That is the front range of the Rockies, looming off there in the distance. Can you spot them? It means I'm in the environs of Denver.
I try not to join the growing chorus of complaints about modern travel. The security lines, with the ignominy of clothing removal and pat downs, cramped airplanes, and the obligatory packages of peanuts tossed at one by surly flight attendants. I figure, since 9/11, we can all just suck it up and pretend this is our version of ration books in WW II.
But it has gone on for more than a decade now, and it does make flying very non-fun. However--I still managed to have a good trip to Denver, and my niece's up-coming wedding. It did occur to me as I was pulling out my California Drivers License for the umpteenth time, that those loony jihadists who started this whole thing--ALL HAD VALID IDENTIFICATION! But never mind.
Good seat on the plane and an easy flight. DIA is not an easy airport. You arrive at the gate, take two escalators down to the tram, get on the tram, then take two more escalators up to the terminal. Then you wander around aimlessly looking for a sign that tells you which carousel might hold your luggage.
While I wandered I heard my name called, which was odd. Then I had to find a "White Courtesy Phone" which no one in any of those "Can I Help You?"desks" seemed to know anything about. So I wandered aimlessly some more, from security guard to USO desk to total strangers and finally found one.
I picked it up and it had a recording on it with one of those phone trees! Just what I needed at this point, but still, this wasn't the worst part!
About twenty-five minutes had now elapsed between the page and the phone tree. After cursing the numerous recorded "options" I finally got an operator, who told me my California Drivers License had been found on the ground back at the gate where I landed. It had fallen out of my pocket.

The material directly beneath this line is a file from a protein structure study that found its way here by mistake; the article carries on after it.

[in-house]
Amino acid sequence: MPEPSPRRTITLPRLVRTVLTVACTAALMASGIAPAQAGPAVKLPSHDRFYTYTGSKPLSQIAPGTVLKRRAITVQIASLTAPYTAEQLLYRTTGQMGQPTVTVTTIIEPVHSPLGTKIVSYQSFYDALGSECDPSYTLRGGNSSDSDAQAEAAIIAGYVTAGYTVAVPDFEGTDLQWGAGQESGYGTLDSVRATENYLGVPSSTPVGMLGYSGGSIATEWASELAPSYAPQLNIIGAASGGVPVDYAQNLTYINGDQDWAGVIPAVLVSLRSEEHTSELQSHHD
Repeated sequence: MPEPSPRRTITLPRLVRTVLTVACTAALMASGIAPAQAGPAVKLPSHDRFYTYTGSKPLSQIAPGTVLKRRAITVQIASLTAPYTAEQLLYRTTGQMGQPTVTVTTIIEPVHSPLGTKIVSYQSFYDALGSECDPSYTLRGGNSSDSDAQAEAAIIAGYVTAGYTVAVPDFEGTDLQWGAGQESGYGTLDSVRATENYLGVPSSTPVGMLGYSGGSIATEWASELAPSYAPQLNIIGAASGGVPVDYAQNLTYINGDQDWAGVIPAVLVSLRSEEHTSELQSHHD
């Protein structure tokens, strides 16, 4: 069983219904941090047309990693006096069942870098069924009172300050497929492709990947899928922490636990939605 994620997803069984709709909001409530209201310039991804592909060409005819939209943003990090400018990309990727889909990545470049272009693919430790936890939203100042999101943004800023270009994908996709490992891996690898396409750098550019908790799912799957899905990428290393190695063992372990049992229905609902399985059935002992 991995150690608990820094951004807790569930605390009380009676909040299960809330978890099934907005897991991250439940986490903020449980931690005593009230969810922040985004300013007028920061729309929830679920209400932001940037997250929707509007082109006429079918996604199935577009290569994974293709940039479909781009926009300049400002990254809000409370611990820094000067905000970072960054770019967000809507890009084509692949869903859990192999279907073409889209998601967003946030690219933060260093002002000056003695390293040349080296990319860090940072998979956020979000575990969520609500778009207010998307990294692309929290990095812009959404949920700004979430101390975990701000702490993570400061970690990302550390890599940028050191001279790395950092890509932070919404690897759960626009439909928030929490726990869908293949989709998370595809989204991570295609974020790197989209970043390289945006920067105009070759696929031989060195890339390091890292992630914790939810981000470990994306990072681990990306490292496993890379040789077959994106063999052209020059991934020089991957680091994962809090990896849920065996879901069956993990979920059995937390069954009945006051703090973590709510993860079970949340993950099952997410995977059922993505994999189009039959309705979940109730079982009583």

I thought about this. I would need that license to rent a car, not to mention drive it. But how would I get back through security, to make the umpteen mile trek on escalators, moving sidewalks, and trams to get back to gate B-60? Without a ticket? Ask at a United desk I was told.
I found a United desk and asked the man there if some United person who happened to be headed this way across the wide expanses of Colorado, could bring it to me. No. They could not.
Could they mail it to me? (I could always forget the rental car.) No. They could not.
Could he call the gate and make sure the darned thing was still there? "Oh, that's United Express," he said with a wave of his hand. "I don't know any of those people." Still, this wasn't the worst part.
Anyway, he wasn't all bad. He agreed to watch my carry on and make sure my checked bag went round and round the carousel while I returned to the gate. And how would I do that? I wondered, without a ticket?
He produced a "gate pass." And my trek back began. I did feel a little bit like one of those prairie pioneers with the Rockies looming on the horizon, as I headed back through security (luckily I had my passport with me, or I don't know what I would accomplished this.) Off came my shoes, etc. etc. You all know the drill.
It must have been at least five miles between security and gate B-60 where a nice lady called "Janice" was supposed to be hanging on to my DL.
I took the tram. I took the down escalator and the up escalator all over again. I moved on the moving sidewalk. Between gates 56 and 58 just as the operator had told me, there was a service desk. By now my purse felt like a suitcase full of bricks, and my hair felt as if the entirety of it had fallen onto my face. I walked dragging my feet. But still, this wasn't the worst part.
The woman at the service desk was speaking with another traveler as I approached. Now comes the worst part.
Without even pausing in her conversation, the United lady held up her hand to me. In it was my California Drivers License.
She recognized me from my Drivers License photo. That's bad.
I didn't mind the walk, or the long line in security, or the pat down, or taking my shoes of for the fourth time, or all those escalators or that mean United guy who wouldn't even call the service desk for me. Or even the trek back, the bus to the rental car place, or even the traffic jam to my sister's house.
But looking like my Drivers License photo?
The trip can only go up from here.
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